FWIW The Bigman

      • Yra Says:

        Bigman—I am so very sorry for your loss.When world events show up on our doorsteps seems become cloded while at the same time more clear.You have much to say here and as you know I will not enter the political discussion as it leads us astray from our intentions of seeking financial gain .We have discussed the policy implications of Taiwan in this blog for several years and while others were pointing at Hong Kong I stressed that was a sideshow for the real flashpoint was,is and will be Taiwan.Will XI go to war?I would be doubtful for in my opinion he is unwinding the Deng strategy of hide and bide believing that China can now press some of its new found wealth and power—-this is why i lean to the Graham Allison idea of not falling into the Thucydides Trap.Whether the U.S. owes China 5 trillion to me is of little consequence because the U.S. according to Jerome Powell has a printing press and Weimar its way out of the burden of fiduciary responsibility.There are many moving parts to this and the recent events if Kabul make the realm of international affairs much more fragile in the very near term.One thing for certain is that the arrogance of U.S. policy makers is not being met with static decisions–there is a movement to begin reassessing long held alliances.Many are bemoaning the impact on NATO but as readers of NOTES are aware,I have believed NATO is an archaic institution that has out lived its usefulness.The collective action clause [Article5] is a very dangerous source for generating a global war—-I pose yet again—if Russia and Turkey went to war OUGHT the U.S. enter war against Russia to defend the Turks ?If not then NATO by definition is DEFUNCT.The Europeans have been freeriders for years and now they are questioning what exactly they are riding.Afghanistan has been a protracted burden in which the U.S. will held sway—-very complicated indeed.Also,for the Chinese did the FED and G30 just pave the way for the PBOC to dump massive amounts of US debt on the standing repo facility without having a negative impact on market prices?Many moving parts indeed—most importantly though I again pray that your mother’s memory be for a blessing to you and your family—-deepest condolences –Yra Harris

    • Pierre Says:

      Heartfelt condolences to you and your family Bigman.
      I agree and have no idea why more people aren’t mad as hell of the suffering unleashed in this world.

      Maybe, pulling out of Afghanistan, was to put more resources on defending Taiwan.

      As David said and Bloomberg reports: https://www.bloomberg.com/news/articles/2021-08-11/yellen-weighs-visit-to-china-her-first-as-treasury-secretary

      “Janet Yellen is weighing a trip to China in the coming months”

      So, pull out of Afghanistan now, increase presence in the South China Sea and Yellen pays a visit from a position of strength.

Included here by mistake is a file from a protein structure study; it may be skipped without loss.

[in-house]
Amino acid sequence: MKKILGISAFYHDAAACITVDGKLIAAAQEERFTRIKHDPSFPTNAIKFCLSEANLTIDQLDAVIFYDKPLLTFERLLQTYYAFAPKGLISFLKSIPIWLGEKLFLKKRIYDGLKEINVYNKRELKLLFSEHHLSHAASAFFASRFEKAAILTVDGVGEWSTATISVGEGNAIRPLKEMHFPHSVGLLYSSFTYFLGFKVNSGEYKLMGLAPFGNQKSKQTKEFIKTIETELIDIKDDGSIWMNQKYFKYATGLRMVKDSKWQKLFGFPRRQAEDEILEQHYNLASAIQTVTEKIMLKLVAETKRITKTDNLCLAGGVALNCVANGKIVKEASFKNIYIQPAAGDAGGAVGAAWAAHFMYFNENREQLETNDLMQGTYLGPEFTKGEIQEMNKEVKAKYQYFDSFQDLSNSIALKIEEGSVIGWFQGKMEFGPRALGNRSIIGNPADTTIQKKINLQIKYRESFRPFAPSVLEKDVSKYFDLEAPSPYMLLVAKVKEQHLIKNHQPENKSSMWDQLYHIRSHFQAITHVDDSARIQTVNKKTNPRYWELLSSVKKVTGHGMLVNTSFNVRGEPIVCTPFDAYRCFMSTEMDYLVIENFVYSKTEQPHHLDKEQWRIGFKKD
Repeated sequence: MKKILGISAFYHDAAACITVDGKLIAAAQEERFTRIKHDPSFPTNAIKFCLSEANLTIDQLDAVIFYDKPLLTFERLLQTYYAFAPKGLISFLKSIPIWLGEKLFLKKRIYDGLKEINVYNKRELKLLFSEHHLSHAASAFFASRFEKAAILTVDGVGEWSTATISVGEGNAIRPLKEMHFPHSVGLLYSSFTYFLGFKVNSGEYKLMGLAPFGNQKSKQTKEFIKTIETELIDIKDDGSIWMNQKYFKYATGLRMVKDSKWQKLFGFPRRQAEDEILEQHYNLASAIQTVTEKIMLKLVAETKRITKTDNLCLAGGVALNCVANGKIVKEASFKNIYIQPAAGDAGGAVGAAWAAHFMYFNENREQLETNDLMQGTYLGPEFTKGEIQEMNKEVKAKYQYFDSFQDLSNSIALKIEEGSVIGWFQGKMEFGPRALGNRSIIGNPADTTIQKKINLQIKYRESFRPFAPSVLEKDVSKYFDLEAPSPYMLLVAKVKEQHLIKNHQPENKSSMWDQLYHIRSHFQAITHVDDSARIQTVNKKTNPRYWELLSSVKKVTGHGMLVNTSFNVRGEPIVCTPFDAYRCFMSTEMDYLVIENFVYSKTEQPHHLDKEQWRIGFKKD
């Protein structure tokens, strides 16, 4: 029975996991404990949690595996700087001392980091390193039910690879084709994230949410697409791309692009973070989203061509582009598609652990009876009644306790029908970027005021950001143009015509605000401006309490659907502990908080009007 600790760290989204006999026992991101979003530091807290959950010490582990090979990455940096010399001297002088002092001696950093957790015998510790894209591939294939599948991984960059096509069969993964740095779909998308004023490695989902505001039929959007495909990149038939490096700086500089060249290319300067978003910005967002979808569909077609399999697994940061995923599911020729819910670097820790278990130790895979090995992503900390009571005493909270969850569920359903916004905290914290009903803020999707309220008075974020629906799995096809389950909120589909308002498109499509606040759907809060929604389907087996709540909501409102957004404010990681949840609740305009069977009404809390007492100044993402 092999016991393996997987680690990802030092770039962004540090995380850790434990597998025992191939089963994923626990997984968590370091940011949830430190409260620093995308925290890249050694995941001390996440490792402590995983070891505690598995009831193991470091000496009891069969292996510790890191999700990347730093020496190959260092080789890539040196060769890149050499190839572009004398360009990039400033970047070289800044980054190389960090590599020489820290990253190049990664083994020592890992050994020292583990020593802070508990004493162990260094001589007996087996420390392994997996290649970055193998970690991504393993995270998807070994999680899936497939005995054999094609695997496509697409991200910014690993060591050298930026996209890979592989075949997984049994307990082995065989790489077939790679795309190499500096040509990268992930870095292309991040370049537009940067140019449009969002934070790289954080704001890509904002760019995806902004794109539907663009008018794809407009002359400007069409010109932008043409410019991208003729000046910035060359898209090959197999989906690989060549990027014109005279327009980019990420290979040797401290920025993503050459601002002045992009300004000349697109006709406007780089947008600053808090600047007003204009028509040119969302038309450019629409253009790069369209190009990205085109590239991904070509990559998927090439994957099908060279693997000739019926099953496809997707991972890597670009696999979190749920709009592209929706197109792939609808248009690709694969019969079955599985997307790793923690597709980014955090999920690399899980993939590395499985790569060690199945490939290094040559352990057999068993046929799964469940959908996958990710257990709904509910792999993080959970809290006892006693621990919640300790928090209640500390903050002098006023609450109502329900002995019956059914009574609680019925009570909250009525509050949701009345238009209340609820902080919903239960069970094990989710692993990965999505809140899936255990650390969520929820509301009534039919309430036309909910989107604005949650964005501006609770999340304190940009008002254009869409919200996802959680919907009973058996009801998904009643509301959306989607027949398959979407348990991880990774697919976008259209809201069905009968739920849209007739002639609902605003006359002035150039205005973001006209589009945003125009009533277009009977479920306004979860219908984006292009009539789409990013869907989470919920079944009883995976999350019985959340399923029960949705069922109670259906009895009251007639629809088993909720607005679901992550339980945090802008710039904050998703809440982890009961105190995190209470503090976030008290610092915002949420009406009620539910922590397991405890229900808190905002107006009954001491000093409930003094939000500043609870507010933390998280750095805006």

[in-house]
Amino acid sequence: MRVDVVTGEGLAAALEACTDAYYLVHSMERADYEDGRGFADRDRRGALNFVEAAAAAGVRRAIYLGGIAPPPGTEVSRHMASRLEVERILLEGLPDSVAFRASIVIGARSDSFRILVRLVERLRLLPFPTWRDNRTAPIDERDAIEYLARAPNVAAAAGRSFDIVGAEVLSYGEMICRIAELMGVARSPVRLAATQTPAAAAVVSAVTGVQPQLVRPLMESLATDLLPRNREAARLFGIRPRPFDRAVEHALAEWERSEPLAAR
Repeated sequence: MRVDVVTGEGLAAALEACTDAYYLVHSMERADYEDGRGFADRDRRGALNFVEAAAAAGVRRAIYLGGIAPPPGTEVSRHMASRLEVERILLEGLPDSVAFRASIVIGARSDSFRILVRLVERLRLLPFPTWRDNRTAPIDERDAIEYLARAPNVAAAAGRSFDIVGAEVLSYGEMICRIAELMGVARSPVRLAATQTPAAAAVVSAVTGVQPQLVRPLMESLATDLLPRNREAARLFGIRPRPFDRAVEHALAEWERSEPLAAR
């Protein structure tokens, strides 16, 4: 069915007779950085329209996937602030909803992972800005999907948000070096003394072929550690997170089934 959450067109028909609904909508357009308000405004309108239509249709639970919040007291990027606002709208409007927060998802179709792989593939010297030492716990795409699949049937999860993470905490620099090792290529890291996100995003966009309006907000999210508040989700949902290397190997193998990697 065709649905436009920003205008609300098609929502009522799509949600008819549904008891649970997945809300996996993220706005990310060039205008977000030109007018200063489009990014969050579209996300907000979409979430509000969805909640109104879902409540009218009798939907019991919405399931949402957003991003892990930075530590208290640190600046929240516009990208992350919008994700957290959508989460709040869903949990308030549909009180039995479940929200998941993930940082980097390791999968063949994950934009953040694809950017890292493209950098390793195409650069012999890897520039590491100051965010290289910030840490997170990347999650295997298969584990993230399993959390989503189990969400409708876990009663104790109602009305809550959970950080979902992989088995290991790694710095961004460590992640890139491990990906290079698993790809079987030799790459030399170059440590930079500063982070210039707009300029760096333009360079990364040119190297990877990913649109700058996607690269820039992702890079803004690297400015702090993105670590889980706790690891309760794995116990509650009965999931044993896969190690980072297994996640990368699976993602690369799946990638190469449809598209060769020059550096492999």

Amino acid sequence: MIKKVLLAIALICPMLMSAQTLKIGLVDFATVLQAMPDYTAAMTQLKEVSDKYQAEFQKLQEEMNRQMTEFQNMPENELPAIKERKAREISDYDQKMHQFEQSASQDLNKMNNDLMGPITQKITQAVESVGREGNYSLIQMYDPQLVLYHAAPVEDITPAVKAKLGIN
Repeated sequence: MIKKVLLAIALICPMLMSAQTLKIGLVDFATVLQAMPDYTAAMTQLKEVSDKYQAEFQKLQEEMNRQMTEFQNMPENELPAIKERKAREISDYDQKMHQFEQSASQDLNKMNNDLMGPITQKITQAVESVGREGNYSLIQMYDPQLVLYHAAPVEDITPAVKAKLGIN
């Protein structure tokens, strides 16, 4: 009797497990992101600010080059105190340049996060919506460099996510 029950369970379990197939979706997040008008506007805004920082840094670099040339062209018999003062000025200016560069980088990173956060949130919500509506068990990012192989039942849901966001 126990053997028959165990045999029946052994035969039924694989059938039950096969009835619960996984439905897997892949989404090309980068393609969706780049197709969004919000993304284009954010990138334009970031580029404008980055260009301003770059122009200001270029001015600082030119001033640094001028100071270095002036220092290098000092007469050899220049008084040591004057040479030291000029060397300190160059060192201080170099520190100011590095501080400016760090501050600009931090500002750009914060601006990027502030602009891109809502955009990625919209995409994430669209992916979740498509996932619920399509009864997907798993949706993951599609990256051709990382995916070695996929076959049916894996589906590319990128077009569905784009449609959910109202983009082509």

Except, Screwed up withdrawal from Afghanistan thwarts all.

  5. The Bigman Says:

    Yra and Pierre Thank you for your kind thoughts which are very meaningful in this time of sorrow

  6. TraderB Says:

    The disruptions to the global supply chain, subsequent inflation, political and social unrest, unprecedented monetary and fiscal stimulus, and now Delta variant…. Let’s assume that a disorderly loss of faith in fiat currency and in government as a whole is inevitable at this point. Obviously a bold, but realistic assumption.

    In this ‘every man for himself’ scenario, what would the “Powers that Be” prefer? A disorderly scramble to gold and precious metals OR a shift to Bitcoin (crypto).

    Once they realize they are going to completely lose control, I would think different countries would have a certain bias towards one of those two scenarios playing out over the other. I would love to hear the thoughts of those on this blog in terms of how that would be most likely to play itself out.

  7. Bosko Says:

    TraderB, if you don’t mind my two cents… in a “every man for himself” scenario, the “powers that be” will surely distract the general public to invest in crypto, while they keep all the gold and land for themselves (eg. Bill Gates is the largest farmland owner in USA). Case in point… todays news of the Coinbase fiasco, they claim NO liability for a hackers antics and losses to clients. I have stated on this blog in the past, there is no legal jurisdiction in cyberspace, no courts, no CEO of Bitcoin, no one is accountable in a video game fantasy. It reminds me of the internet craze of the nineties. On the other hand, gold is a physical asset that complies with private ownership laws in a particular jurisdiction. Gold is recognized as a private asset around the world. I just visited Bal Harbour in Miami a couple days ago, and the Rolex store is completely OUT of stock in men’s watches and 3+ months to order new ones. The display shelves were half empty, demand for Rolexes are huge. Cryptos are great and efficient until something goes wrong, and it always does. There can be no liability for an asset that does not exist in the physical world. Bitcoin has no back-up or delivery process like a gold futures contract. Sure there are Bitcoin futures, but what do you take delivery of? Cryptos will work great if issued by central banks, but in the end you still own a government issued “note” backed by the central bank, therefore backed by an actual entity. Bitcoin does not have this type of backing.

    Bosko